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Europe Day

Monday 5 May was Europe Day which marks the anniversary of the founding of the Council of Europe on 5 May 1949. This anniversary has been officially marked since 1964. Friday 9 May is also designated Europe Day, and it celebrates the foundation of the European Union, so you could say that this is Europe Week! In yesterday’s assembly Xavy Bull (Year 9 Raleigh), Immy Kerr (Year 9 Raleigh), Tom Saunders (Year 9 Raleigh) and Lottie Jordan (Year 9 Howe) talked to the School about Europe and the European Union.

Xavy: The European Union (or EU) is a family of European countries, committed to working together for peace and prosperity. Each country has to pay money to be a member and the EU uses this money to change the way people live and do business in Europe. It was founded in 1957 and the first member states were: Belgium, France, the Netherlands, Germany, Italy and Luxembourg. There are now 28 member countries, with Croatia being the latest to join on 01 July 2013. Many member states are also part of the Eurozone, which means that they have adopted the Euro as their currency: Southern Ireland is one of these. Britain joined the European Community in 1973, but has so far chosen not to adopt the Euro.

Immy: Europe has many diverse ethnic groups, languages and religions. It is highly built-up and is one of the world’s most heavily populated areas. It offers a vast array of interesting sights, from castles to windmills, from lakes and mountains to beautiful beaches, and from the Eiffel Tower in Paris to the Parthenon in Athens: Europe has so much to offer, and we are part of it. We are lucky at RHS to have many pupils who live in other parts of Europe and who bring their own cultural heritage with them into this community. The European Union has 24 official and working languages. In no particular order, they are: Bulgarian, French, Maltese, Croatian, German, Polish, Czech, Greek, Portuguese, Danish, Hungarian, Romanian, Dutch, Irish, Slovak, English, Italian, Slovene, Estonian, Latvian, Spanish, Finnish, Lithuanian and Swedish. Most of these languages are represented here, too.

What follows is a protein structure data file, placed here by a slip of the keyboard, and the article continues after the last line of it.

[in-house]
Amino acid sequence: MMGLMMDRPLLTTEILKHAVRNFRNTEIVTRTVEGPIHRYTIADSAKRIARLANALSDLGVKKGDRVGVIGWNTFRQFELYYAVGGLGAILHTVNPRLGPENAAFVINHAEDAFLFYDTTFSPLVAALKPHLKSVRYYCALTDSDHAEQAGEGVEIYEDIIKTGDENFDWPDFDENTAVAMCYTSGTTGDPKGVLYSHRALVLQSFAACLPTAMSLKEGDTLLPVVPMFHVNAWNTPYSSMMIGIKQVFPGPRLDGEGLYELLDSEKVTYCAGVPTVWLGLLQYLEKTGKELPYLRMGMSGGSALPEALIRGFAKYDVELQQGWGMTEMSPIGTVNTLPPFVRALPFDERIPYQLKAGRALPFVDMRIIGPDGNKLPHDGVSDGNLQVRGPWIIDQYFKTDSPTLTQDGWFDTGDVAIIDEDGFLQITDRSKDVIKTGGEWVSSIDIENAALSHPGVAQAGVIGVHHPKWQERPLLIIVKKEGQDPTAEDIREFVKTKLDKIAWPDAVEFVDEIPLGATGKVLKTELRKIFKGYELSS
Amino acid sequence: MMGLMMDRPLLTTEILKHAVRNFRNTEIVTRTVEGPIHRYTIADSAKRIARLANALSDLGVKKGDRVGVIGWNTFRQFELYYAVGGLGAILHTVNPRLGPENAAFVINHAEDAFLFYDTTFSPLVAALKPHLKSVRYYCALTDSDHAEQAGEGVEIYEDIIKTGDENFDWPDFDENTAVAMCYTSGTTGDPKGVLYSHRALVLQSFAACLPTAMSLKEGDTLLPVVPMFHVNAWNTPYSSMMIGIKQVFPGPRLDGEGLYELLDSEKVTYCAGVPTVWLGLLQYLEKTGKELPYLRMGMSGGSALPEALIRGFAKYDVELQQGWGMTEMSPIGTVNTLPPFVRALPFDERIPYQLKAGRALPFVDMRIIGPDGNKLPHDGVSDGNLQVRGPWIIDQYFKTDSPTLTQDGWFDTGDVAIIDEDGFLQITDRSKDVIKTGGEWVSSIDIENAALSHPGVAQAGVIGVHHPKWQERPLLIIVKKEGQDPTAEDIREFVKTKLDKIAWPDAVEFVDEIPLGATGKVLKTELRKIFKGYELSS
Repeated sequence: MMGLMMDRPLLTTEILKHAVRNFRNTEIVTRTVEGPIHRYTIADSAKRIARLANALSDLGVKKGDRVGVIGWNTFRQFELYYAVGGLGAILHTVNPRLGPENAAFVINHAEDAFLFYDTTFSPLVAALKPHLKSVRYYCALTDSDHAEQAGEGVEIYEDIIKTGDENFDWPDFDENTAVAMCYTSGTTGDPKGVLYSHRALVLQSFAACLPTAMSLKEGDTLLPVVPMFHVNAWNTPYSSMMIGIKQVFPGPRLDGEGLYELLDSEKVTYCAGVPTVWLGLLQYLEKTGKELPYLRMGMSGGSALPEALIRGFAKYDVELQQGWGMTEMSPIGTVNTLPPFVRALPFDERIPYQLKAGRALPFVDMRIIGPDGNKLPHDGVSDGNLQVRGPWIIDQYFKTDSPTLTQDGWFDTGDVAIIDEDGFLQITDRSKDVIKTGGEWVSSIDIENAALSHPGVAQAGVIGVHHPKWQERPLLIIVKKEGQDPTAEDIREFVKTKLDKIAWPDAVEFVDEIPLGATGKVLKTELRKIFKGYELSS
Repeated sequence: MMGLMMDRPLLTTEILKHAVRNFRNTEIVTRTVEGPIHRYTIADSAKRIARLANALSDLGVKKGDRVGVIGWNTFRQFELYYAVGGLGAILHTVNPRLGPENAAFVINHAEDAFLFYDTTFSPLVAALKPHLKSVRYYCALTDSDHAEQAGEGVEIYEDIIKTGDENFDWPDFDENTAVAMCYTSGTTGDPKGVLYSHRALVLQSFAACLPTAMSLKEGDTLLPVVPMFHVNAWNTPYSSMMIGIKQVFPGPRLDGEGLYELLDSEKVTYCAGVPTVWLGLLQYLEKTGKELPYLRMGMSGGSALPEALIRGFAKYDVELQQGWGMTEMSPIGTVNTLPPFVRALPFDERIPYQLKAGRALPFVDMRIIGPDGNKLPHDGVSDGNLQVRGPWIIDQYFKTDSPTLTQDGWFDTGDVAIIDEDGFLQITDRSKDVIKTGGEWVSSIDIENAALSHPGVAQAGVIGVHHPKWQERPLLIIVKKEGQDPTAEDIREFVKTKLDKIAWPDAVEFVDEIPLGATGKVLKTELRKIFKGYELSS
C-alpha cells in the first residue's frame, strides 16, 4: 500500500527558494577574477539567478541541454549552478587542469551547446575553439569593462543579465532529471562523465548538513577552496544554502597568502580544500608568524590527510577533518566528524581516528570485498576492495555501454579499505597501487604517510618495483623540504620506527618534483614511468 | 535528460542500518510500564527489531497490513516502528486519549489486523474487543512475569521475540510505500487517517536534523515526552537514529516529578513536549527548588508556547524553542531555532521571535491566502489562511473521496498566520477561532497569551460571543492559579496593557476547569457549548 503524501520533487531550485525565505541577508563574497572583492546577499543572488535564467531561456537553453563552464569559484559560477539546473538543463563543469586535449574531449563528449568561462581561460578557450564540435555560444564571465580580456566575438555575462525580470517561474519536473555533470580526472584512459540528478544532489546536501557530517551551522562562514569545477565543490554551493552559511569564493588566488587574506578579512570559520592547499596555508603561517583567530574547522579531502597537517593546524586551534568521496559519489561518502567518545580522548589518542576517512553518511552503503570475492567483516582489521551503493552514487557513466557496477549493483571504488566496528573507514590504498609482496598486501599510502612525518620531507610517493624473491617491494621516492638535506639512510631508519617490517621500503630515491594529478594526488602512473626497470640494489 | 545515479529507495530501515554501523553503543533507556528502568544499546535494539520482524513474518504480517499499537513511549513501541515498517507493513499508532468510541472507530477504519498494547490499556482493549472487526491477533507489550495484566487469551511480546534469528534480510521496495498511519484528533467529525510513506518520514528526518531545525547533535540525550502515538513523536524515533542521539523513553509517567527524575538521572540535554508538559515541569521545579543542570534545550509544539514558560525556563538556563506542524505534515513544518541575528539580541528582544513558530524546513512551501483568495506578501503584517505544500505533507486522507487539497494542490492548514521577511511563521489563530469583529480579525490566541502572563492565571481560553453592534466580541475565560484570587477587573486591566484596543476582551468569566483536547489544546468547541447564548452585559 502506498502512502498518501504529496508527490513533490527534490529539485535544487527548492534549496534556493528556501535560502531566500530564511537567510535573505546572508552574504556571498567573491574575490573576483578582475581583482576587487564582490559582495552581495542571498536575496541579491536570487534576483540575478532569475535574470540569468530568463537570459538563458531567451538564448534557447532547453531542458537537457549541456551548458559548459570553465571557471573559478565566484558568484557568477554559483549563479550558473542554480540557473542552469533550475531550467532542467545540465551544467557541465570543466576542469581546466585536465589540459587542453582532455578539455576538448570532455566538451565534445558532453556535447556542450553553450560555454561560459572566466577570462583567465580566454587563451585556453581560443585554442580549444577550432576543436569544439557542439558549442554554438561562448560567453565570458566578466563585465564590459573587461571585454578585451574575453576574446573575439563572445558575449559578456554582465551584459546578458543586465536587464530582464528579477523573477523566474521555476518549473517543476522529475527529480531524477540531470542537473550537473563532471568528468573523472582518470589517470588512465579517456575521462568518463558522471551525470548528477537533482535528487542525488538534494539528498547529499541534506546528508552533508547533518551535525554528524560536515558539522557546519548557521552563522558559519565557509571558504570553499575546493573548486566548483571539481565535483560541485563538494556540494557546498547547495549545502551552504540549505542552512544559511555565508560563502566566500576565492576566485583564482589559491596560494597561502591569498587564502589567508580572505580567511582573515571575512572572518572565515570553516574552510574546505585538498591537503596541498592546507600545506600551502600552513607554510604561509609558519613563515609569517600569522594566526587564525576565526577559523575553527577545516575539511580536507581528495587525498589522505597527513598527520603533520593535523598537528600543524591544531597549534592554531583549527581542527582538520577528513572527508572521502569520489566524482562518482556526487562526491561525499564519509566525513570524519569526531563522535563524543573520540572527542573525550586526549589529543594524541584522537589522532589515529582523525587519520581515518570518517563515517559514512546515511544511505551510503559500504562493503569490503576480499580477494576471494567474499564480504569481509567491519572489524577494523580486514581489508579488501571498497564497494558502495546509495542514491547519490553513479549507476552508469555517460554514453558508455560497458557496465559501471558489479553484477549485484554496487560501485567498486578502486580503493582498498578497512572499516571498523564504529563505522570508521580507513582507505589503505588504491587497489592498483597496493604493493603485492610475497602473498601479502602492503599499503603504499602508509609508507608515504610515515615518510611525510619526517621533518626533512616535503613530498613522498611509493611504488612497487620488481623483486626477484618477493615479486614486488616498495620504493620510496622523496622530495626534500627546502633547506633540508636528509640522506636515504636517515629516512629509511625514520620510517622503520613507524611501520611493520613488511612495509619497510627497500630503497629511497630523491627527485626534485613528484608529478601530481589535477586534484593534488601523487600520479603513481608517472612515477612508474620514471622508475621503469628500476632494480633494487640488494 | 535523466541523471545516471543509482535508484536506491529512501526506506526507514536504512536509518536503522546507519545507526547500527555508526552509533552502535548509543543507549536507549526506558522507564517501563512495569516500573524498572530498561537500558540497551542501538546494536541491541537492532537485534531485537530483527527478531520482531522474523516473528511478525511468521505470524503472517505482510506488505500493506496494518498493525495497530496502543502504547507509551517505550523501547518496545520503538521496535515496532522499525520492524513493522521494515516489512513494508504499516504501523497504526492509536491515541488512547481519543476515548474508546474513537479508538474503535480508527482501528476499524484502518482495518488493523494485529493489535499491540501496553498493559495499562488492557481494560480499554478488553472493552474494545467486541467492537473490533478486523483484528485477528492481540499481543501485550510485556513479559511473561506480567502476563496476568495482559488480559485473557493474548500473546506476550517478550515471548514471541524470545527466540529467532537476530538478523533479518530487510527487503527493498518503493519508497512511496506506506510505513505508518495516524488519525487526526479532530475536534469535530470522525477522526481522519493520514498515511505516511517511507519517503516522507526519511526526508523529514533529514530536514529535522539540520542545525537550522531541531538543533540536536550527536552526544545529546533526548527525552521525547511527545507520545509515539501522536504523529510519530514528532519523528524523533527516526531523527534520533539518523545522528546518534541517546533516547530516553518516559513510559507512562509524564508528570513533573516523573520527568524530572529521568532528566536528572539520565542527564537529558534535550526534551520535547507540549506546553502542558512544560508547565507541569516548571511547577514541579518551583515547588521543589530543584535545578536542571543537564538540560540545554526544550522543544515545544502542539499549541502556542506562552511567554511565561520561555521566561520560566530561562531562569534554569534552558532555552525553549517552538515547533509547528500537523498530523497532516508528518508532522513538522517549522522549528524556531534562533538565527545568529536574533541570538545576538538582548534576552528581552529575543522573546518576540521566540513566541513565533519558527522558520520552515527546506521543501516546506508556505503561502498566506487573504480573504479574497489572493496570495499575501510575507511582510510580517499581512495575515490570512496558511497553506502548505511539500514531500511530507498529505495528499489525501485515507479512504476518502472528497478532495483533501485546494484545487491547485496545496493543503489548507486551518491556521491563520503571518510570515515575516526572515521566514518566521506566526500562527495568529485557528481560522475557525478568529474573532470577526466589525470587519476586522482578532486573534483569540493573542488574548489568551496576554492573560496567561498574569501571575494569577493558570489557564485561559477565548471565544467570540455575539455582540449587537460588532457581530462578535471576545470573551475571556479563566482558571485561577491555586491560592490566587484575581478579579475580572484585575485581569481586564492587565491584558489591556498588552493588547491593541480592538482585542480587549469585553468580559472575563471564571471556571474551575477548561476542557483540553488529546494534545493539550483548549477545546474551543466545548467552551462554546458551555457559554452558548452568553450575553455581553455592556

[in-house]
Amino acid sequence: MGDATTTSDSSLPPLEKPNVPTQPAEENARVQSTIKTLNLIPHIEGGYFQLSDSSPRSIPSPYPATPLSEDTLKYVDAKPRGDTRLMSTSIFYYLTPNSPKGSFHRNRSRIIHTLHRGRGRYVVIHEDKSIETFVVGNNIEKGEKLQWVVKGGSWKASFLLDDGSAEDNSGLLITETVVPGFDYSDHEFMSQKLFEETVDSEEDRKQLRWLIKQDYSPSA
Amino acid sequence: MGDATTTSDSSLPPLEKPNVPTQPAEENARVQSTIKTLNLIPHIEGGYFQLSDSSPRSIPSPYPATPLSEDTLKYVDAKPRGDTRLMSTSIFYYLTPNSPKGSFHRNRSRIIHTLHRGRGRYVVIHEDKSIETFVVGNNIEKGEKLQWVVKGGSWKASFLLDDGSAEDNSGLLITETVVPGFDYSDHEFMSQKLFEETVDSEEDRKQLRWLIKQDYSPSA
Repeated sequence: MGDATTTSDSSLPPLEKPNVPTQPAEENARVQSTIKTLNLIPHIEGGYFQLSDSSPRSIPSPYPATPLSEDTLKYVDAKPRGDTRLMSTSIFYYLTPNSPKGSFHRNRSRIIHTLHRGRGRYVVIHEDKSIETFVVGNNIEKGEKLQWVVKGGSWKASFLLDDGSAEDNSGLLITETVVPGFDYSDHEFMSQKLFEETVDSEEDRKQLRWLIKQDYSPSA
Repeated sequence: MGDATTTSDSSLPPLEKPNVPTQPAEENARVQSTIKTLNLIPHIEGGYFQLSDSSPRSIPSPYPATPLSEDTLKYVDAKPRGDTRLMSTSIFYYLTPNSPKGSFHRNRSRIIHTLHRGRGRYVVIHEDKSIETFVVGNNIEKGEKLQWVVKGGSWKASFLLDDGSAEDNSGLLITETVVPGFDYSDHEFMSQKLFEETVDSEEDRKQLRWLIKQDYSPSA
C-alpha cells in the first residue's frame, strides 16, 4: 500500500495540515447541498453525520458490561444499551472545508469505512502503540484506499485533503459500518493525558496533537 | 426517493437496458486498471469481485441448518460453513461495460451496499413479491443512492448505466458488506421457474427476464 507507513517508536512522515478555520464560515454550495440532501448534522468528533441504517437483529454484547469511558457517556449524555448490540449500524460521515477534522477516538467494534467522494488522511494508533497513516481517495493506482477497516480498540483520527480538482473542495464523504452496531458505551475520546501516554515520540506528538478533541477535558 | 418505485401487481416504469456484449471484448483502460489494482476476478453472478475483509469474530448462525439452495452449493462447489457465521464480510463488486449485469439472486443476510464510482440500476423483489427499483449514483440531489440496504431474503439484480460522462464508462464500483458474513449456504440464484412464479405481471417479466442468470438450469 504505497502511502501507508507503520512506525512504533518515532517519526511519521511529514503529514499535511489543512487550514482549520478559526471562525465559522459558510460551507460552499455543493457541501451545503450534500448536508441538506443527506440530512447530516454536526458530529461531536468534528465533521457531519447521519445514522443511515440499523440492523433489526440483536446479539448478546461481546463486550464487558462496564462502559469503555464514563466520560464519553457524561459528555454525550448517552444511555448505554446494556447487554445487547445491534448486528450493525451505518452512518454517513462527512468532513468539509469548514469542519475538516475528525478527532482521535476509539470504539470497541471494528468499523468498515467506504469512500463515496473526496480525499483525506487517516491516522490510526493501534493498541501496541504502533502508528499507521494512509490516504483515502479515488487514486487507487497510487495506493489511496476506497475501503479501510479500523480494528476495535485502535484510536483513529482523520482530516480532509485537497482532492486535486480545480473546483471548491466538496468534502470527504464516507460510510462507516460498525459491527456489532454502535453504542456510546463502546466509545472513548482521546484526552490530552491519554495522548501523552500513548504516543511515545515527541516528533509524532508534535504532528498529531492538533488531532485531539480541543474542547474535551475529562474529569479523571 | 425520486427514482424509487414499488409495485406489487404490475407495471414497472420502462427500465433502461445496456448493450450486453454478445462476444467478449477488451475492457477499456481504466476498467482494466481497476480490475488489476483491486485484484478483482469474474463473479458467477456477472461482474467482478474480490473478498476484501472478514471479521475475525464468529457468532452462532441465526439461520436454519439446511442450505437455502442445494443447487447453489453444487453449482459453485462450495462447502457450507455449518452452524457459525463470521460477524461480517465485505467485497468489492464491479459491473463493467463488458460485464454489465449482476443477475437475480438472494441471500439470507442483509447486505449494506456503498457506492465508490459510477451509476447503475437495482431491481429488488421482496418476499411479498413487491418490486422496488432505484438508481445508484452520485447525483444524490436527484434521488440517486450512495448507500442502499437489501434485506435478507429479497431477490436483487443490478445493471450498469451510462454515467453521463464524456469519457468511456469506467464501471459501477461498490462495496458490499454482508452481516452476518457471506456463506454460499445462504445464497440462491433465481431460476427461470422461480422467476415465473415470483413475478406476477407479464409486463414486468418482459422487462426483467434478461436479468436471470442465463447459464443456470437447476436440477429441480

Tom: The EU’s mission in the 21st century is to maintain and build on the peace established between its member states; bring European countries together in practical cooperation; ensure that European citizens can live in security; promote economic and social solidarity; preserve European identity and diversity in a globalised world; and to promote and spread the values that Europeans share. The European Union is open to any European country that fulfils the democratic, political and economic criteria for membership. Successive enlargements have increased the EU’s membership from six to 28 countries, and others are negotiating membership. Each treaty admitting a new member requires the unanimous approval of all member states. In addition, in advance of each new enlargement, the EU must assess its capacity to absorb the new member and the ability of its institutions to continue to function properly. Enlarging the European Union has helped strengthen and stabilise democracy and security in Europe and increase the continent’s potential for trade and economic growth.

Lottie: What does it mean to be a citizen of Europe? Citizens of European Union countries can travel, live and work anywhere in the EU. The EU encourages and funds programmes, particularly in the fields of education and culture, to bring EU citizens closer together. People recognise symbols of shared European identity such as the single currency and the European flag and anthem, which based on the final movement of Beethoven’s 9th Symphony. The anthem’s name is Ode to Joy, and the tune is very familiar to us all, as we have been practising it with Mr Saunders in congo ready to sing it here together this morning. The anthem was launched via a major information campaign on Europe Day in 1972. In 1985, it was adopted by EU heads of State and government as the official anthem of the then European Community – since 1993 the European Union. It is not intended to replace the national anthems of the Member States but rather to celebrate the values they all share and their unity in diversity. It expresses the ideals of a united Europe: freedom, peace, and solidarity.